“Focus on one goal at a time and once that becomes a habit, incorporate another goal,” Stein recommended. “For example, if a person tends to eat out at restaurants often, their first goal could be to cook more meals at home. To achieve that goal, the person should plan their meals out first and then go grocery shopping for those meals. This can ensure that the person will meet the goal.”
Our experts have offered the following sample menus to give you an idea of how this diet plan works.
Dr. Rivera offered the following examples for three days of Mediterranean meals.
- Breakfast: omelet with veggies, tomatoes, and onions, a piece of fruit
- Lunch: Greek yogurt with strawberries, oats, and nuts
- Dinner: Grilled lamb, salad, baked potato and glass of red wine
- Breakfast: Oatmeal with raisins
- Lunch: Tuna salad, dressed in olive oil, a piece of fruit
- Dinner: Mediterranean lasagna with olives and salad
- Breakfast: Eggs and veggies fried in olive oil
- Lunch: Soup with lentils, salad, a piece of fruit
- Dinner: Grilled fish with vegetables and quinoa, fruit, a glass of wine
In other advice, Stein offered a day’s worth of meals that align with the Mediterranean diet:
Breakfast: Greek yogurt parfait with fresh fruit and almonds; or a vegetable omelet with spinach, onions, peppers, and feta cheese, with fresh fruit and whole-wheat toast on the side.
Lunch: Spinach salad with chicken breast or shrimp with vegetables. and an olive oil and vinegar dressing.
Dinner: Grilled salmon with a whole grain, like quinoa or brown rice, and roasted vegetables on the side. Snacks can include fruit, nuts, and cheese.
Dr. Balian suggested the following sample meal from Eatingwell.com, which offers specifics about the calorie count:
Breakfast (297 calories): Oatmeal with Fruit & Nuts
- 1/2 cup oatmeal cooked in 1/2 cup skim milk and 1/2 cup water
- 1/2 medium apple, diced
- 1 Tbsp. chopped walnuts
- Top oatmeal with apple, walnuts and a pinch of cinnamon.
A.M. Snack (47 calories): Apple
- 1/2 medium apple
Lunch (320 calories): Green Salad with Spiced Chickpea “Nuts”
- 2 cups mixed greens
- 1/2 cup cucumber slices
- 5 cherry tomatoes, halved
- 1 Tbsp. feta cheese
- 5 Kalamata olives, pitted
- 1/4 cup Spiced Chickpea “nuts”
- Combine ingredients and top salad with 1/2 Tbsp. each balsamic vinaigrette and olive oil.
P.M. Snack (51 calories): Dried apricots
- 6 dried apricots
Dinner (457 calories): Roast Salmon with Fennel & Couscous
- 5 oz. roasted salmon fillet, coated with 1/4 tsp. olive oil, 1/4 teaspoon dried oregano and seasoned with a pinch each of salt and pepper
- 1 cup roasted fennel bulb, tossed with 1/2 Tbsp. olive oil and a pinch each of salt and pepper
- 1 cup cooked whole-wheat couscous topped with 1 Tbsp. chopped walnuts
- Lemon wedge as garnish
Evening Snack (37 calories)
- 1 medium fresh fig or 1 medium plum
This diet is easily customizable for vegetarians and vegans by removing any animal-based and dairy products, Stein said.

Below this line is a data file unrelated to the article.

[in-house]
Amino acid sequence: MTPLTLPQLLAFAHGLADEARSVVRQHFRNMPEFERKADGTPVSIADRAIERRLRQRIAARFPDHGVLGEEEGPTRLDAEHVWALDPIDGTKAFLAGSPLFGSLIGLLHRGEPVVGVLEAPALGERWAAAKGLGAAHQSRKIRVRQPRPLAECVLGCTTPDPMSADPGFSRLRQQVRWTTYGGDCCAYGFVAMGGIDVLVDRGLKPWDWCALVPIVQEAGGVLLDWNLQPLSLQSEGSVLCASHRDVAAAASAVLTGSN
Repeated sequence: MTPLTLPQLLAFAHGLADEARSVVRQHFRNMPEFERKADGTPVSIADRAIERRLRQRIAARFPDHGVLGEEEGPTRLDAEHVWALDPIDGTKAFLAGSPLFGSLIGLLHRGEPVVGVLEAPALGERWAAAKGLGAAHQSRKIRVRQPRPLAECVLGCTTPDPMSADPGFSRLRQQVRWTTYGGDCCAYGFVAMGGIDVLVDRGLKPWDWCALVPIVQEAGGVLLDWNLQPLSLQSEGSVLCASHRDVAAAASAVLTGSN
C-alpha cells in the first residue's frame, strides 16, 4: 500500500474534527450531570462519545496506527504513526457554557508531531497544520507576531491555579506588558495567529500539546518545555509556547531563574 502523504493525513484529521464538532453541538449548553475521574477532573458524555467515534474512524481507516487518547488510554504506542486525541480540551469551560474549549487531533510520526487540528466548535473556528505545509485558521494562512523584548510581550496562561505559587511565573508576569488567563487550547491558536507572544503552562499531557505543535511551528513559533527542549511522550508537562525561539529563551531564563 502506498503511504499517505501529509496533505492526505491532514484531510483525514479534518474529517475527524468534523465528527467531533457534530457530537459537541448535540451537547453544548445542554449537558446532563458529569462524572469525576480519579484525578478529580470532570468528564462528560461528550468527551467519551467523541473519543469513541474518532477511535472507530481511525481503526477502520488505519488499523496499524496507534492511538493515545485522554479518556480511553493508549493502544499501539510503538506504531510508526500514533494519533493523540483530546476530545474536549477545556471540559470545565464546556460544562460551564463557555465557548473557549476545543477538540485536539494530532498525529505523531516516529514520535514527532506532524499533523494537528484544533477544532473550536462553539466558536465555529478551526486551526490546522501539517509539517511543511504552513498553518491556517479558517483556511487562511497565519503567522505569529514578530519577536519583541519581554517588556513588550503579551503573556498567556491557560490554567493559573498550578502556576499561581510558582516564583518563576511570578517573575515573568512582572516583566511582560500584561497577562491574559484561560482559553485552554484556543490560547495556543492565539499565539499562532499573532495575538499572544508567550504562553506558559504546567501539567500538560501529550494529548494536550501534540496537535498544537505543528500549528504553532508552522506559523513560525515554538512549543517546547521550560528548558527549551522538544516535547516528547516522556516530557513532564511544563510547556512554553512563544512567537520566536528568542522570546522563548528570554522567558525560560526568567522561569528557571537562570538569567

“Many people are concerned that they will not be able to eat enough protein without these items, but since the Mediterranean includes many plant-based protein sources like beans and legumes, meeting one’s protein needs is fairly easy,” Stein explained.
The diet does not change for someone with cancer, she said, “however going through treatment like radiation or chemotherapy can cause appetite decline.”
“It’s important for those patients to talk with their entire health team, including a registered dietitian, to ensure they are eating enough to meet their nutrition needs while going through treatment,” Stein added.
Before someone changes their eating habits and starts a new diet, it’s important to think about what’s motivating this change, Stein said.
“By figuring out that reason, it’s easier to make goals based on what will motivate the person to stick with the diet,” Stein explained.
Also, she recommends making a game plan.
“Find easy recipes to cook, write out a grocery list, and take time when going shopping,” Stein said. “Having a plan can reduce stress by being prepared.”
Finally, it doesn’t have to be all or nothing with diets, Stein added.
“Part of life is enjoying everything that goes with it, including food,” she said. “This diet is a healthy eating pattern, allowing for room to enjoy a piece of pizza or some cookies. As long as there is balance in the diet, no foods have to be off the table.”
Dr. Balian added that along with diet, “exercise also plays a role in a healthy lifestyle.”
While some might want to start a Mediterranean diet to reduce cardiovascular disease risk, Dr. Balian said it’s important to first recognize and lower all other cardiovascular risk factors, such as smoking cigarettes, alcohol intake and physical inactivity, which can lead to many cardiovascular diseases.
The Mediterranean diet is pattern and lifestyle, said Dr. Rivera, adding that there are many recipe books in print.
“It is important to note the overall benefit is the result of the diet as a whole rather than any specific component,” Dr. Rivera added.
The Mediterranean diet is a great way to increase the intake of healthy foods like fruits, vegetables, and whole grains in the diet, Stein said.
“It’s easily customizable for a variety of people and their dietary needs, can help with weight management and is shown to be associated with lower risk of mortality and incidences of chronic diseases,” Stein added. “It’s no wonder that the Mediterranean diet is consistently ranked as one of best overall diets to follow.”